ISRC Digital Update
September 2011
If you have any resources that you would like to share with other teachers, parents, and professionals of Deaf and Hard of Hearing youth, please share them with us to be included in future issues.

Upcoming Events

~ The Illinois Deaf Latino Association hosts “Dinner and Social at Wendy’s” for Deaf and Hard of Hearing people and hearing people interested in Deafness, Hearing Loss, and Sign Language. The event is from 5-8 p.m. at the 1595 Lee Street Des Plaines, IL Wendy’s. Please visit them on Fridays 9/2, 10/7, 11/4, 12/2, 1/6/12. For more information please contact Juan Bernal at [email protected] or www.IDLA2008.org

~ SIGN LANGUAGE CLASSES!!! SPONSORED BY: Northwestern Illinois Association WHERE: St. Charles East High School 1020 Dunham Road St. Charles, IL 60174 WHEN: Wednesday Evenings (10 week session) September 14, 2011 – November 16, 2011 Class Dates as Follows: 9/14, 9/21, 9/28, 10/5, 10/12, 10/19, 10/26, 11/2, 11/9, 11/16 COST: $35/person $50/immediate family **All classes are offered in English** LEVELS TO BE OFFERED: 4:30 p.m. - 6:00 p.m. Level 1 ~ 6:00 pm. - 7:30 p.m. Advanced Sign For more information or to register for a class, please call Brigid Young 630/402-2014 15 CPDU credits available for 100% attendance. Registration cutoff will be 9/13/11.

~ Saturday September 17, 2011 Sabado 17 de Septiembre 2011. An Illinois Deaf Latino Event: Deaf Latino Awareness Day Día del conocimiento del Sordo Latino For more information visit www.IDLA2008.org
~ Deaf Awareness Day – Back to the Basics on Wednesday, September 21, 2011 from 10:00 a.m. to 2:00 p.m. at the James R. Thompson Center 100 W. Randolph Street, Chicago (Between Clark and LaSalle). Come and network with more than 30 exhibitors from social service agencies, businesses, and community resources focusing on services and products for people who are Deaf, Hard of Hearing, Late Deafened, and Deafblind. Learn about new products and services in our community. State of Illinois Department of Human Services For more information please contact: Jean Baker at [email protected]; 630-495-0827 (Voice); 888-261-8512 (TTY); 630-812-1619 (VP).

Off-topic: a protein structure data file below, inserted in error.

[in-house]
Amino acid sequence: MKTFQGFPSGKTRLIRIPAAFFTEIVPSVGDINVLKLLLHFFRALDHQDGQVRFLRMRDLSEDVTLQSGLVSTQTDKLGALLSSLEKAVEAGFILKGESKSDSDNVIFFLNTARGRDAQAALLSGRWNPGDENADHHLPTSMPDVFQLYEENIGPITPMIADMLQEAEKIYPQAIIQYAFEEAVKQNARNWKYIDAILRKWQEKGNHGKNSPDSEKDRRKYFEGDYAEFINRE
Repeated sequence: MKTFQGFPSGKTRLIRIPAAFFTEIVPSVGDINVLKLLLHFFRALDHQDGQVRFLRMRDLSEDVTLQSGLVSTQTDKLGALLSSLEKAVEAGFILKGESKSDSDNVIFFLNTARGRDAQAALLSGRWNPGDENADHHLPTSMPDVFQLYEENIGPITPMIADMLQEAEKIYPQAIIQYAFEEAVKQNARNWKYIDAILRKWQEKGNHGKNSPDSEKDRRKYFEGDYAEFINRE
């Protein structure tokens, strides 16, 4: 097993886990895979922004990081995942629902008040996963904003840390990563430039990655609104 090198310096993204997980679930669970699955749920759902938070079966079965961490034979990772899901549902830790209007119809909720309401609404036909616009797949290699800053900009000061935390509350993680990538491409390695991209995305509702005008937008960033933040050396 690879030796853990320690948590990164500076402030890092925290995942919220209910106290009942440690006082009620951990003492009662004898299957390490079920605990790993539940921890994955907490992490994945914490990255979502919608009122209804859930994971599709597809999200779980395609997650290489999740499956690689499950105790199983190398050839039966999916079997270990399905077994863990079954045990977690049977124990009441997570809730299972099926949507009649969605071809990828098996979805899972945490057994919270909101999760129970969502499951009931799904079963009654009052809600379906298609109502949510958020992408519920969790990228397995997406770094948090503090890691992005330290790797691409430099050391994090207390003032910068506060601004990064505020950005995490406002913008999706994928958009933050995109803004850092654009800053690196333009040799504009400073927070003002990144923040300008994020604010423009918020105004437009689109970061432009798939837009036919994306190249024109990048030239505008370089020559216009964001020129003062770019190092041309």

~ Saturday October 15, 2011 Sabado 15 de Octubre, 2011. An Illinois Deaf Latino Event: Miss Deaf Latina Pageant Senorita Sorda Latina Pageant For more information visit www.IDLA2008.org

~ 11th Annual National EHDI/ Early Hearing Detection and Intervention Conference March 4-6, 2012 St. Louis, Missouri www.ehdiconference.org/

~ Conferences especially for PARENTS and FAMILIES!
~ South of Eighty Conference for Parents of Children with Hearing Loss November 5, 2011 Jacksonville
~ North of Eighty Conference for Parents of Children with Hearing Loss March 24, 2012 Rockford
~ South of Seventy Conference for Parents of Children with Hearing Loss April 14, 2012 Mt. Vernon
~ 6th Annual Family Leaders Conference Date: April 28, 2012 Location: Spaulding Pastoral Center, Peoria, IL Featuring an exciting new presentation from Paula Kluth. Watch for Registration Information, coming soon!

~ Parent Infant Institute Illinois School for the Deaf June 10 - 15, 2012 Jacksonville, IL

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Contents

  1. Upcoming Events
  2. Low Cost Internet Provided by Comcast to Low Income Families
  3. Hearing Loss Simulator
  4. Research You Can Use – Strategies That Work
  5. Start the Year off Right – Ideas From Teachers Around the World
  6. Start the Year off Right – Parents
  7. In Our Library: Kid-Friendly Parenting with Deaf and Hard of Hearing Children by Daria J. Medwid and Denise Chapman Weston (book)

 

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Low Cost Internet Provided by Comcast to Low Income Families

How to qualify:

To qualify for $9.95 a month Internet service and a low-cost computer, your household must meet all these criteria:

  1. Be located where Comcast offers Internet service
  2. Have at least one child receiving free school lunches through the National School Lunch Program
  3. Have not subscribed to Comcast Internet service within the last 90 days
  4. Not have an overdue Comcast bill or unreturned equipment
How to apply:
  1. Call 1-855-8-INTERNET (1-855-846-8376) to request an application
  2. We will mail you an application. Complete and return it, along with lunch program documents from your child's school
  3. We will notify you by mail about the status of your application. Allow 7-10 days for a response
How to get connected: Once you are approved, we'll mail you a welcome package with everything you need to set up your Internet service and receive our free Internet training. If you choose to purchase a low-cost computer, your welcome package will provide details.

Comcast's website about the program in English:
www.internetessentials

Comcast's website about the program in Spanish: www.internetbasico.com

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Hearing Loss Simulator